1 October 2007

blogoz : blogging in education

The breakout session on blogs in education was very much a discussion session. Tama Leaver set the scene by describing his use of blogs at UWA. Examples and experiences from K-12 were given by the attendees.

The benefit to students of blogging outside of the closed environment of an online learning system such as Blackboard or WebCT was highlighted. At the higher ed level, students are asked to engage with the public. There are risks, but they can be managed. Importantly, students learn about how to engage with the external community and students learn how to manage their own risks. An inspiring example of a year 1 class blog was shown. This showed how parents were invited in to the process to assist groups of students in typing up blog posts and formatting them to showcase the work of the 5 year olds. Individual students had their own portfolio blogs for their individual work.

The really exciting thing about this blog, was that an author of a book the students were reading commented on their class blog, resulting in a special set of activities and interactions developing between the class and the author. It was a profound moment for the students when an author corresponds with them on the resource they are discussing.

An example in the higher education arena was a subject specifically about engaging with the outside world from Tama at UWA involved tutorial group blogs. Each student was tasked with guiding a tutorial. The day before the tutorial they had to write a summary of the tutorial topic and some questions that would be discussed. After the tutorial, a reflection of how the tutorial went had to be posted to the blog. The discussion from in the tutorial was able to be carried on via the blog comments, and potentially could be joined by the general public. In addition students had to comment on at least two blog posts from tutorials that they had not led.
Other blogging activities included:

  • Creating a webliography of 6 meaningful resources to critically assess. The idea was to take the same critical and analytical skills that students used with library resources to the resources they were finding on the web – something they don’t typically do with web resources.
  • Students in an honours course writing curriculum for middle weeks of the course they were enrolled in. This was published under a CC license. They were writing for a wider audience, and the conversation was alive and well outside of the classroom.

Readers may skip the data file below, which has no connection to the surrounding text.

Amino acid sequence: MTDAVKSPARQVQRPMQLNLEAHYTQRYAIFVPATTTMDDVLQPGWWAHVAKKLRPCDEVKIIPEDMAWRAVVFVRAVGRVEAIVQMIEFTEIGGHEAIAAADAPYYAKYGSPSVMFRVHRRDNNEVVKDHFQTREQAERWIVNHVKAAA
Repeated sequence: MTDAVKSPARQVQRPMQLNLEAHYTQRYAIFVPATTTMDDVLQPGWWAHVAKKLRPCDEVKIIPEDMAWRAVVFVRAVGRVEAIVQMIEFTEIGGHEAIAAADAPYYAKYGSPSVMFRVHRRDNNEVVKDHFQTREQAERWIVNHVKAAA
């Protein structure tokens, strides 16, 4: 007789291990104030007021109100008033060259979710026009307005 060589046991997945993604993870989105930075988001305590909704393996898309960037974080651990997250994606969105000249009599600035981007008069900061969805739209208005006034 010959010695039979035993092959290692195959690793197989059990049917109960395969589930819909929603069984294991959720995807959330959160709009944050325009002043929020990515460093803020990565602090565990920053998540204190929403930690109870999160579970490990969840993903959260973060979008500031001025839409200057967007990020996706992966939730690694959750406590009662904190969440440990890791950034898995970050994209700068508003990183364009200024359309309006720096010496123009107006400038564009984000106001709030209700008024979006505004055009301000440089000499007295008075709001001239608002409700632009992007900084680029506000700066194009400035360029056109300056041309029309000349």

Challenges for blogs in the education:

  • University web policy may prevent blogs being hosted on site forcing students and teachers to use external hosted sites.
  • Using externally hosted sites can place student blogs one click away from inappropriate content and is often discouraged by the school/university – but a secure alternative is not being provided.
  • For K-12 there is the challenge of educating parents about what is appropriate content, and also what other schools consider to be appropriate content. Especially where schools in the same region for moderation and comparison of standards.
  • Academics may find it challenging if they think that students know more than they do about the medium/genre of blogs. Think about teaching the generic features and skills required for blogging rather than focussing on a particular platform.
  • Opportunities with the medium may suit some students more than others – but isn’t this already true of existing genres and media
  • Ethical issues surrounding research to be considered

The question of whether academics / teachers should blog.

  • Academics are asked for their opinions all the time, they are expected to have opinions about their area of expertise – blogs provide them with an immediate way to communicate their opinions. And as Quiggan mentioned in the panel session, blogging can open up new opportunities for research.
  • The risks of blogging where there may be a detrimental effect on careers was highlighted – especially in the absence of academic freedom. Some guidelines and principles on what is considered to be appropriate place and tone would be helpful.
  • Teacher’s desire to remain anonymous – keeping their work and private lives separate

Advantages of blogs in education

  • Potential to hook up schools in diverse geographical regions – like pen pal programs
  • Experience for students in managing risk, and interacting with the outside world

Other topics mentioned were Library blogs engaging students in community and use of blogs by schools to provide newsletters – not many, but some seem to be attempting this.

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